Renewing the Social Contract of Employment: Education and Training

Last month I attended an interesting conference, titled “Millennials Rising,” sponsored by the New America Foundation. The purpose of the conference, held at the very nice (very Millennial?) Long View Gallery in Washington, D.C. was to identify key concerns of the Millennial Generation around politics, economics, work, family,  and other key areas of life.  Having taught and worked with many Millennials, I could not resist the temptation to be  a Generation X lurker at the conference.

The conference covered many issues, but there was one theme that predominated–namely, the dual bind of the cost and necessity of college and other forms of education in order to have a chance of getting a “decent” job in an economy that has already been incredibly harsh to Millennials, as they seek to establish themselves in work, family, and the other trappings of middle-class life.

As with health care, retirement-planning, and so many areas of life in our advanced, modern, and very complex society this is another area where the cost and risk have been shifted to individuals–in this case Millennials (and others) who struggle to get a basic education and then retrain and retool as necessary over the course of their careers. Of course, it also places quite a burden on educators and educational institutions, as they are continually prodded to justify the cost and value of the education they provide.

At one point, following discussion of the privatization of public higher education and the increased cost of even this historically most affordable form of higher education, the desire to intervene became too much for one conference attendee (yours truly), even though she had been trying to keep in “listen mode” for much of the conference. Herewith the the intervention:

My brief “stick it to the corporations” manifesto generated a range of thoughtful remarks from the panel about apprenticeship programs, public-private partnerships, and the changed nature of the employment contract. Kevin Carey, Director of the New America Foundation’s Education Policy Program, memorably described the current corporate attitude as one of “Wouldn’t it be great if the government could pay for something that I can just have?” The “corporate welfare” dream at its finest!

Incidentally, the book that I mentioned in my question about employer responsibility for addressing the alleged skills gap is Why Good People Can’t Get Jobs: The Skills Gap and What Companies Can Do About It by Peter Cappelli, who directs the Center for Human Resources at the Wharton School and has also written about the need for talent management in the related book Talent on Demand. In truth, after reading it, one wonders how anyone gets hired for anything anymore!

But the question of employer responsibility for job training is an important one not only for young people entering the workforce. The unemployed who are often told that the need to get more education and skills, those seeking a career transition to a new field, and even securely employed people who just want to continuously develop their skills for the benefit of their own career development and in ways that often benefit the employer, as well.

Kevin Carey’s point about the changed nature of the employment contract when it comes to job skills and training is an important one, but it is also incomplete. Supreme Court justices and a dwindling number of tenured university professors are about the only ones who can expect lifetime job security anymore. Most of us will now hold ten or more jobs–some of them in entirely different fields. For Millennials, job-hopping has even been described as the new normal. Even in the course of holding one job, technology is changing so fast that most of us need to continue learning just to keep doing well at the jobs we have.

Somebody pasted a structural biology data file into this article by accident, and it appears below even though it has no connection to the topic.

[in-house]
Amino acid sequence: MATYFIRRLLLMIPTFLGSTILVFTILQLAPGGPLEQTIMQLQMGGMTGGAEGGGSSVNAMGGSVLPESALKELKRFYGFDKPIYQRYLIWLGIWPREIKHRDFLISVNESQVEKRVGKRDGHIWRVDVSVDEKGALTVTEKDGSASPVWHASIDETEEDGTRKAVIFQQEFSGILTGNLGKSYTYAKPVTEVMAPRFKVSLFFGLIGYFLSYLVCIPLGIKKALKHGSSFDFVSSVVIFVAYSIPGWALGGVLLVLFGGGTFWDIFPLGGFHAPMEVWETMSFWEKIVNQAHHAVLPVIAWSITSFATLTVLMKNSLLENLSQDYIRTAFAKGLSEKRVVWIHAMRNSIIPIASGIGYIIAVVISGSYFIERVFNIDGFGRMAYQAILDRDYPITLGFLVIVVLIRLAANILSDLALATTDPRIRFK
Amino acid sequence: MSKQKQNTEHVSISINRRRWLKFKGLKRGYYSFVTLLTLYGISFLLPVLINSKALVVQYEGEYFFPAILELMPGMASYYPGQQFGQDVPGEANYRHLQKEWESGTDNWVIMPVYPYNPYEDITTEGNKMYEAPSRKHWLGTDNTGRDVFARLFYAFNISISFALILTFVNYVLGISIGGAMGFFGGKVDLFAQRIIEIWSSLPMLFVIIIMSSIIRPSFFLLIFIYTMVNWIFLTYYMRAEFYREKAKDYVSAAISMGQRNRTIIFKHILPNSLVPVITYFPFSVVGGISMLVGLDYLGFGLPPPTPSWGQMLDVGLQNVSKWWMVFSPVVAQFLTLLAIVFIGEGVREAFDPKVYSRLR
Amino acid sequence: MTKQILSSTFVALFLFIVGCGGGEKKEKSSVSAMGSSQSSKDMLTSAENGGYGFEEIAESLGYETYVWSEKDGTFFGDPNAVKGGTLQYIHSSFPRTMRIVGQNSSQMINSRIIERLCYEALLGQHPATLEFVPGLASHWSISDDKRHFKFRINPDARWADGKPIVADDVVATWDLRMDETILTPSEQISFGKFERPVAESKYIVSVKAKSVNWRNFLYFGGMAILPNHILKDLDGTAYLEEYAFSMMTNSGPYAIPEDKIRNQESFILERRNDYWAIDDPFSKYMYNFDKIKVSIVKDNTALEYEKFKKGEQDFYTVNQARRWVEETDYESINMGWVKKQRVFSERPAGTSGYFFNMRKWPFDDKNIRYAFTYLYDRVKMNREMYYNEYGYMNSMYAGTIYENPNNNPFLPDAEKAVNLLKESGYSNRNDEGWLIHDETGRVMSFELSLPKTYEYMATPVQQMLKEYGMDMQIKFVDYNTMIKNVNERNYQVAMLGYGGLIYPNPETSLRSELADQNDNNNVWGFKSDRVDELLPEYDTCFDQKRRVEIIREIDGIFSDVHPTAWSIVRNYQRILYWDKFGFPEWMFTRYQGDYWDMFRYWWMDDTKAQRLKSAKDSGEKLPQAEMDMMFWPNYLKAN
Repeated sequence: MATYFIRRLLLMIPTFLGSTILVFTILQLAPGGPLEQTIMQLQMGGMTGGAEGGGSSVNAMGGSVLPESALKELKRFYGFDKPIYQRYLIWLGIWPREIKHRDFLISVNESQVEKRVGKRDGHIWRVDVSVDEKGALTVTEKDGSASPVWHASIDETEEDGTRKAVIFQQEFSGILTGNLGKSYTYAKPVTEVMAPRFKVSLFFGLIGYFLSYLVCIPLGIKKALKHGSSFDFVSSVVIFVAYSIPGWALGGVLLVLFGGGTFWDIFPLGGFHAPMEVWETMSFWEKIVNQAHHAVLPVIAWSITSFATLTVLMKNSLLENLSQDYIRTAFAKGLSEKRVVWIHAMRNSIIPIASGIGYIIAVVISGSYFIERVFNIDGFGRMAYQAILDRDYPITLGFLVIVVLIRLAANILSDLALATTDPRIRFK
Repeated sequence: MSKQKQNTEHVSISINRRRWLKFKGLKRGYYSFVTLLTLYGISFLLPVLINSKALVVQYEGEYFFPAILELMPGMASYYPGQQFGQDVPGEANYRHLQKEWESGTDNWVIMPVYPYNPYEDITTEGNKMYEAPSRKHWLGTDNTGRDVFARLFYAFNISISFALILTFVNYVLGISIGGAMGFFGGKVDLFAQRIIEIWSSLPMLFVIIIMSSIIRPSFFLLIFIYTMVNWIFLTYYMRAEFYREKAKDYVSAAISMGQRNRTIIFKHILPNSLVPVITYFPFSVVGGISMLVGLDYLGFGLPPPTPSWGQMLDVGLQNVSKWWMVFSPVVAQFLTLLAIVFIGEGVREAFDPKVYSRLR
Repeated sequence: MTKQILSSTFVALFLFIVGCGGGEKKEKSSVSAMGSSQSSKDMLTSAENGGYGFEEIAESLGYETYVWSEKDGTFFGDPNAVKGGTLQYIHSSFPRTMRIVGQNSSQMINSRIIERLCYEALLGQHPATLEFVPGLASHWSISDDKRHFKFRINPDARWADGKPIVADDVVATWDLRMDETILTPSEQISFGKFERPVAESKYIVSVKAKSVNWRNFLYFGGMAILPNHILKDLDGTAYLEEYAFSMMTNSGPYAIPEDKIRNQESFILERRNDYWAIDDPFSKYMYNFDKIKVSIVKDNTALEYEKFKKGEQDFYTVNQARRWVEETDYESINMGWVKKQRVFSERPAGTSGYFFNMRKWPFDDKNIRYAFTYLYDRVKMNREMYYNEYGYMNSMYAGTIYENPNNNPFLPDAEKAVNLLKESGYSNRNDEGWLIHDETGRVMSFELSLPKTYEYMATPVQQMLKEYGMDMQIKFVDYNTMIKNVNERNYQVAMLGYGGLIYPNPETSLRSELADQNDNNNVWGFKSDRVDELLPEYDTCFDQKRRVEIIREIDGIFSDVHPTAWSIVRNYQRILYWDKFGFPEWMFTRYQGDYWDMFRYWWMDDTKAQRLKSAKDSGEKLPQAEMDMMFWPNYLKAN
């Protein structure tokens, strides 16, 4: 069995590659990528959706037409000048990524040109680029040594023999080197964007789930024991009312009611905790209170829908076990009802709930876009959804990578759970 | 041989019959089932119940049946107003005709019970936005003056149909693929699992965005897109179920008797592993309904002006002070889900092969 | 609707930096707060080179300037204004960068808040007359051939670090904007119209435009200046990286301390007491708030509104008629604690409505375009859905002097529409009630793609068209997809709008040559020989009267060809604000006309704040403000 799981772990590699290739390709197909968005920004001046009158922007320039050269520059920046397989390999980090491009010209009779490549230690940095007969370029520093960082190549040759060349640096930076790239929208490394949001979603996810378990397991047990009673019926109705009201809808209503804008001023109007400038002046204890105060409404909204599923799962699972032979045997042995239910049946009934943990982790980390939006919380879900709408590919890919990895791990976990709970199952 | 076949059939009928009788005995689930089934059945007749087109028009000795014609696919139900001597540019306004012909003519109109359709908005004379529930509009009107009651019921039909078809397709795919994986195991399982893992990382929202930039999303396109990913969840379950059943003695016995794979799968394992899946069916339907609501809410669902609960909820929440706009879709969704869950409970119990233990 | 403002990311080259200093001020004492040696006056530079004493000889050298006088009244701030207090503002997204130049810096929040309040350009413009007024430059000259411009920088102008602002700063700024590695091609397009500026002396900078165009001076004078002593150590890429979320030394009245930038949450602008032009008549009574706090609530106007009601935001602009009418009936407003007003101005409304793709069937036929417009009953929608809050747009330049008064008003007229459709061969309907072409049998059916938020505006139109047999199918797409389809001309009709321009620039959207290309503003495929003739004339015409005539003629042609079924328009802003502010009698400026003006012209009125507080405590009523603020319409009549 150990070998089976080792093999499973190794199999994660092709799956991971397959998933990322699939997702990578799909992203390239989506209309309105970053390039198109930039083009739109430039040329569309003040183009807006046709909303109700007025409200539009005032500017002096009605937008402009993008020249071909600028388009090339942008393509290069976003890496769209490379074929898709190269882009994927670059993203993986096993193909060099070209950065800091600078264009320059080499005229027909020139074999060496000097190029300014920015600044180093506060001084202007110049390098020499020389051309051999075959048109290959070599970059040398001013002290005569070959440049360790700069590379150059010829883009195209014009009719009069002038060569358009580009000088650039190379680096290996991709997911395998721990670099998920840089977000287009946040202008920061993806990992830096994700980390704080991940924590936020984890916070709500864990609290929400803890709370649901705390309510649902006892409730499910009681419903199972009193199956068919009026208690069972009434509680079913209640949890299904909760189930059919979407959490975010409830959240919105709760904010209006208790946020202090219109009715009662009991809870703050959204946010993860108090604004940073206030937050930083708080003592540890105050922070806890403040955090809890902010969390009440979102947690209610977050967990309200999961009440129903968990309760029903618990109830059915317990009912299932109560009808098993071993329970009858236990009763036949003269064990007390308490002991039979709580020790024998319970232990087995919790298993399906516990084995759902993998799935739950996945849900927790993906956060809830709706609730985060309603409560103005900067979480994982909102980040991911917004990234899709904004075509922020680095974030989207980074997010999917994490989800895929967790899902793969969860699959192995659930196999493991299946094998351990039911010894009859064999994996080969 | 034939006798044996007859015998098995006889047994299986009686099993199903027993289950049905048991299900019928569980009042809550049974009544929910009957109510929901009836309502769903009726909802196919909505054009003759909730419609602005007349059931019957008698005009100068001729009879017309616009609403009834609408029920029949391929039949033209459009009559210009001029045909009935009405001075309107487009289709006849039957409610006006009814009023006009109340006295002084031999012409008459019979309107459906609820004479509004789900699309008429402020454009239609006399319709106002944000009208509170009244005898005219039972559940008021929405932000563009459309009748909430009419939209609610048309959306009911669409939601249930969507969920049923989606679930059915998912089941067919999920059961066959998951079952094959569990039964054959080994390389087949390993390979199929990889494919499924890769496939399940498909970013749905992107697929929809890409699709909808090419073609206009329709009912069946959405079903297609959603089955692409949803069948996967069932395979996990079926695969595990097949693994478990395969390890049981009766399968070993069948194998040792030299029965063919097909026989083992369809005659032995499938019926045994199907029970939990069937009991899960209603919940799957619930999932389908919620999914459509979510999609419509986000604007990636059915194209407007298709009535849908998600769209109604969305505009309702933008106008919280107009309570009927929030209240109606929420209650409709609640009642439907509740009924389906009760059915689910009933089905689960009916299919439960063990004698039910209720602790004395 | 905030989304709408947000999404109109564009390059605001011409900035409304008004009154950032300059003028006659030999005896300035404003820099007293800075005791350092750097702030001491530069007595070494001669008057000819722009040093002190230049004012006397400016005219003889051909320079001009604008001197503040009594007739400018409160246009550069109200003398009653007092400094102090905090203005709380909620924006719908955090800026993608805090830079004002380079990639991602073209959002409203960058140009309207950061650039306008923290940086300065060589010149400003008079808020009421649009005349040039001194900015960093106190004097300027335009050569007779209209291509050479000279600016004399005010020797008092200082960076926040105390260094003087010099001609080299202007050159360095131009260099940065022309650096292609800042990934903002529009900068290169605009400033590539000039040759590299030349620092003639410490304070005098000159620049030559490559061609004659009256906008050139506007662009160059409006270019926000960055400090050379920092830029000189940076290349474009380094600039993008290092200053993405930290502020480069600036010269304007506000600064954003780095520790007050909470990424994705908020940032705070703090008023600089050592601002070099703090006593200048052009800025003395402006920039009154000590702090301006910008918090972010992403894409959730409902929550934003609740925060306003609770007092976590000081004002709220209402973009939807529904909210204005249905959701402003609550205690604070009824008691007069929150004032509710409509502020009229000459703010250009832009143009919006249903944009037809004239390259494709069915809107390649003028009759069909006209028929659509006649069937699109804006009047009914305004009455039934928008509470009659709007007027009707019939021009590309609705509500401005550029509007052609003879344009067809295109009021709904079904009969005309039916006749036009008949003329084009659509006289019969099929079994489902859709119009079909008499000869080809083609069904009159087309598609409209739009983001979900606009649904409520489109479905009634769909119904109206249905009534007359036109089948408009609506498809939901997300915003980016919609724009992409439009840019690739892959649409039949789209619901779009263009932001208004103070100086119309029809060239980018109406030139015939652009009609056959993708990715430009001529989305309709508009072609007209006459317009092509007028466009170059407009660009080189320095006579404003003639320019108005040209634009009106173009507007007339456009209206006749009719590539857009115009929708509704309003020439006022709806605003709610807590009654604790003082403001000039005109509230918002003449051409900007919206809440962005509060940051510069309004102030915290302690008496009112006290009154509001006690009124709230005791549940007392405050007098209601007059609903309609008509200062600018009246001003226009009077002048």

The need for “on the job training” should not be sneered at, nor should employers balk at investing in development of skills for those who may “leave.” We are most likely all going to be leaving jobs at one point or another, but if our loyalties and skill sets are now to entire fields, as Carey observes, then those skills are not going to be wasted. They may benefit a competitor in the short term, but they also benefit the wider field of industry and society as a whole. We all benefit from a more educated and innovative population.

And who’s to say that the employees who leave a company won’t return? If we’re all job-leavers now, then many of us are carrying around good or bad impressions of the companies we have left. The review pages of Glassdoor.com and similar websites are filled with negative comments from ex-employees about their former employers. But it might be the case that corporations that foster their employees professional development fare better in the memories of their former employees–and this might be a form of goodwill from which corporations themselves could benefit.

Education is a public good as well as a private good. Corporations want skilled and well-trained employees, but the full cost of that training should not be born by job seekers alone. Many of those skills will need to be learned “on the job” anyway. The corporate sector should step up to the plate when it comes to job training rather than barricading itself behind ridiculous human resources hurdles that even its own executives could not pass were they seeking their jobs today. The social contract of employment that links employer and employee needs to be renewed, if not redrawn entirely, and corporate responsibility for training, whether on their own or in partnership with higher education, is key. Corporations need to train the employees they want to see in the world!

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